The Straits Times : His and hers sides

The Straits Times
Life Section
24 September 2011
By huang huifen


Mr Vinnie Quek's side of the home that he shares with partner Erica Wong has his toys and books displayed on a long shelf. -- ST PHOTO: CHEW SENG KIM
An invisible line divides the living room of the apartment shared by Mr Vinnie Quek, 37, head of marketing and entertainment at Avalon nightclub in Marina Bay Sands, and his partner Erica Wong, 32.

That line in the second-floor apartment in Tiong Poh Road translates into a 'his and hers' divider.

The left side is where Ms Wong, a brand manager, proudly displays her collection of contemporary art pieces.


Ms Wong's side is adorned with contemporary art pieces by Hong Kong artist Angela Su on the wall (above) and a dinosaur sculpture by Chinese artist Sui Jianguo. --
ST PHOTO: CHEW SENG KIM
These include works by Hong Kong artist Angela Su and a striking red fibreglass dinosaur sculpture by Chinese artist Sui Jianguo, which is mounted on a recycled wood piece from an old table left by the previous owner.

The other side is where Mr Quek has his quirky contemporary street-art pieces such as toy collectibles of Godzilla and works by American street artist Kaws, and books displayed in an artistically 'haphazard' way.

A striking cuckoo clock artpiece by German artist Stefan Strumbel sits on the dividing line, and is an allusion to his motive of using the clocks to question cliched notions of home.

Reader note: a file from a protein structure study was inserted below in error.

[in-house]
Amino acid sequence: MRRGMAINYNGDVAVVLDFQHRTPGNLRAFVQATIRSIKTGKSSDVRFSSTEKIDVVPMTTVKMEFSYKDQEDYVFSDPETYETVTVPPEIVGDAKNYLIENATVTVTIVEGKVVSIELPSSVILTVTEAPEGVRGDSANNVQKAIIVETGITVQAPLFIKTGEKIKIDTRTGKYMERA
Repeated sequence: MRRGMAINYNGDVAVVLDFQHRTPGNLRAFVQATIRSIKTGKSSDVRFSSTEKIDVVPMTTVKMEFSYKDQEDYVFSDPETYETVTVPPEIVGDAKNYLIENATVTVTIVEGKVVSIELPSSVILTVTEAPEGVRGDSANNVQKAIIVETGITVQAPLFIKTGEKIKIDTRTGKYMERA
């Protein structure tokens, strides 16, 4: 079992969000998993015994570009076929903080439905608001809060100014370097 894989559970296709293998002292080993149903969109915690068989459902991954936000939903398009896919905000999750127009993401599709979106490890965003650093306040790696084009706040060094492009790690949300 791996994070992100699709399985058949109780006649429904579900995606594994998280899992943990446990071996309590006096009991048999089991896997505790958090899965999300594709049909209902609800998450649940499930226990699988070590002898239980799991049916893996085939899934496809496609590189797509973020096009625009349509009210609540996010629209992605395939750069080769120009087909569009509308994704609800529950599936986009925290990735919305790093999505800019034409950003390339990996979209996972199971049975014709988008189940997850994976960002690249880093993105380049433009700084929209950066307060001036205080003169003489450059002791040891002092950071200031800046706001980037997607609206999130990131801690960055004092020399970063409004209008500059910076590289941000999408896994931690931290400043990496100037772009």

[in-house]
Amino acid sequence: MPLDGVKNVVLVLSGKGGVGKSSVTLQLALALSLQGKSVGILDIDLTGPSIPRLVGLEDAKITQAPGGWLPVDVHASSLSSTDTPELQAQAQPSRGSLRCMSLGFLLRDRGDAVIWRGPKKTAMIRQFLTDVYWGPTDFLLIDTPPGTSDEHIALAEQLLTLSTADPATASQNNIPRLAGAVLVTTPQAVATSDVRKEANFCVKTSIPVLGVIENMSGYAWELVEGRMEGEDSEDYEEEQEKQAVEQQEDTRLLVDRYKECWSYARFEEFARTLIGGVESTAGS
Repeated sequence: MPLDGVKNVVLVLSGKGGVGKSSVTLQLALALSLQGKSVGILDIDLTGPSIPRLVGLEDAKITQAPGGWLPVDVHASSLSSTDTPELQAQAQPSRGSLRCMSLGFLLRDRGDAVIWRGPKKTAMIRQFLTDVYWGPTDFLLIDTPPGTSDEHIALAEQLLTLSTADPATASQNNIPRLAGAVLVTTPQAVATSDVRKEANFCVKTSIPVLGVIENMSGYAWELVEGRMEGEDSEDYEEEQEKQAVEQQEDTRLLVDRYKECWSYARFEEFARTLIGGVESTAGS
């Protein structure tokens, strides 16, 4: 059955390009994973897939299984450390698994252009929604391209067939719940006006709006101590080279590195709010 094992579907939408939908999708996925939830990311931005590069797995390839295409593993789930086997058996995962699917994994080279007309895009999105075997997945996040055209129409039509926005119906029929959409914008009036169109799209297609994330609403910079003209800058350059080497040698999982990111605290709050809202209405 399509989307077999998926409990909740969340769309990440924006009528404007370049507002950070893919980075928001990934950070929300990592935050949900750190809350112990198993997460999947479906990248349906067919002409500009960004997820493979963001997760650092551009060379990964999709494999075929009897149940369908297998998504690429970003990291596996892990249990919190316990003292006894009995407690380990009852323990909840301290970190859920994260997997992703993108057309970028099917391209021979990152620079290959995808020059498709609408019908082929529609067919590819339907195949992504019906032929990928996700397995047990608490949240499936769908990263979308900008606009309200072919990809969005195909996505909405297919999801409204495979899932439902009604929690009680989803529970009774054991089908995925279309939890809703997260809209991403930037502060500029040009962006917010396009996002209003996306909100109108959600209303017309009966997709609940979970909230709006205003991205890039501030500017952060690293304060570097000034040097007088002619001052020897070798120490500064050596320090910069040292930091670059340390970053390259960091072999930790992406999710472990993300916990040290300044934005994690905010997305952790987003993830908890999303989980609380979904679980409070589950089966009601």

Indeed, Mr Quek and Ms Wong's new 1,003 sq ft home, which cost about $800,000 plus another $100,000 to renovate, is anything but cliched.

The gates of the house are painted coral pink, while the door is in a contrasting emerald green. The doorknob is a leg of the same table used for the red dinosaur.

But the striking hues stop at the door.

Ms Wong wanted the place to have a modern Scandinavian theme, so the colour palette of the living room is mostly white. However, in a corner of the living room, a Victorian antique chair from Canada and a small Moroccan coffee table are juxtaposed against contemporary artworks.

Similarily, in the kitchen, 48 Peranakan floor tiles break the European focus.

The walls of the house were also reconfigured. They have been either removed, added or moved to create the desired spaces for the living room and bedrooms.

The remains of a wall that separated two bedrooms in the living room is now a statement piece in the middle of the living room. The cuckoo clock is mounted on this chipped pillar.

This juxtaposition of his and hers, old versus new, and colour contrast gives the home an electrifying personality, which acts as a mirror to the colourful characters of its two owners.

'We had a lot of fun designing, and I think it really comes out through the kooky yet inviting character of our home. It is still an ongoing project. I am excited to see how it will evolve over the years,' says Ms Wong.

hfhuang@sph.com.sg

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